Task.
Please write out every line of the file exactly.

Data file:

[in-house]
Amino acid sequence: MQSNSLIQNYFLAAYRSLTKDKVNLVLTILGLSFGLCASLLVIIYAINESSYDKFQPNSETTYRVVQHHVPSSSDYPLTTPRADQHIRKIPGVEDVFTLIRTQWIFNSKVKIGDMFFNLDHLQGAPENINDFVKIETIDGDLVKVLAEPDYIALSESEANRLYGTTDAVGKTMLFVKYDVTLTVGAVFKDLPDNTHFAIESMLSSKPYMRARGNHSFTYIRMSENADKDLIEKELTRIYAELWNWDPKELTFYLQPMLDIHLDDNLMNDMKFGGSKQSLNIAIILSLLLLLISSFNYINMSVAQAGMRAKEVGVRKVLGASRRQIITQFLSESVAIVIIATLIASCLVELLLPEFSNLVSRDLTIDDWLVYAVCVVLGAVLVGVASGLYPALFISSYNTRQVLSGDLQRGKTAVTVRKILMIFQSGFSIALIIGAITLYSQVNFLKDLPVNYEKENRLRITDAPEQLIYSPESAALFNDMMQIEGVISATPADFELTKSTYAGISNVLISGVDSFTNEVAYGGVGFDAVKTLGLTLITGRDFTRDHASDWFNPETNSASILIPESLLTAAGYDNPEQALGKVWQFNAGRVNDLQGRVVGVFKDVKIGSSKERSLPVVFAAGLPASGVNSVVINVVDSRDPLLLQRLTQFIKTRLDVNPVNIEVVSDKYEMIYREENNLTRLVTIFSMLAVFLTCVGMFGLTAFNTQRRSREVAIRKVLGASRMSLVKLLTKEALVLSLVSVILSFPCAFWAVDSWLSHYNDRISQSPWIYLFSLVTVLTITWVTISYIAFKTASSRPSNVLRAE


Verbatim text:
[in-house]
Amino acid sequence: MQSNSLIQNYFLAAYRSLTKDKVNLVLTILGLSFGLCASLLVIIYAINESSYDKFQPNSETTYRVVQHHVPSSSDYPLTTPRADQHIRKIPGVEDVFTLIRTQWIFNSKVKIGDMFFNLDHLQGAPENINDFVKIETIDGDLVKVLAEPDYIALSESEANRLYGTTDAVGKTMLFVKYDVTLTVGAVFKDLPDNTHFAIESMLSSKPYMRARGNHSFTYIRMSENADKDLIEKELTRIYAELWNWDPKELTFYLQPMLDIHLDDNLMNDMKFGGSKQSLNIAIILSLLLLLISSFNYINMSVAQAGMRAKEVGVRKVLGASRRQIITQFLSESVAIVIIATLIASCLVELLLPEFSNLVSRDLTIDDWLVYAVCVVLGAVLVGVASGLYPALFISSYNTRQVLSGDLQRGKTAVTVRKILMIFQSGFSIALIIGAITLYSQVNFLKDLPVNYEKENRLRITDAPEQLIYSPESAALFNDMMQIEGVISATPADFELTKSTYAGISNVLISGVDSFTNEVAYGGVGFDAVKTLGLTLITGRDFTRDHASDWFNPETNSASILIPESLLTAAGYDNPEQALGKVWQFNAGRVNDLQGRVVGVFKDVKIGSSKERSLPVVFAAGLPASGVNSVVINVVDSRDPLLLQRLTQFIKTRLDVNPVNIEVVSDKYEMIYREENNLTRLVTIFSMLAVFLTCVGMFGLTAFNTQRRSREVAIRKVLGASRMSLVKLLTKEALVLSLVSVILSFPCAFWAVDSWLSHYNDRISQSPWIYLFSLVTVLTITWVTISYIAFKTASSRPSNVLRAE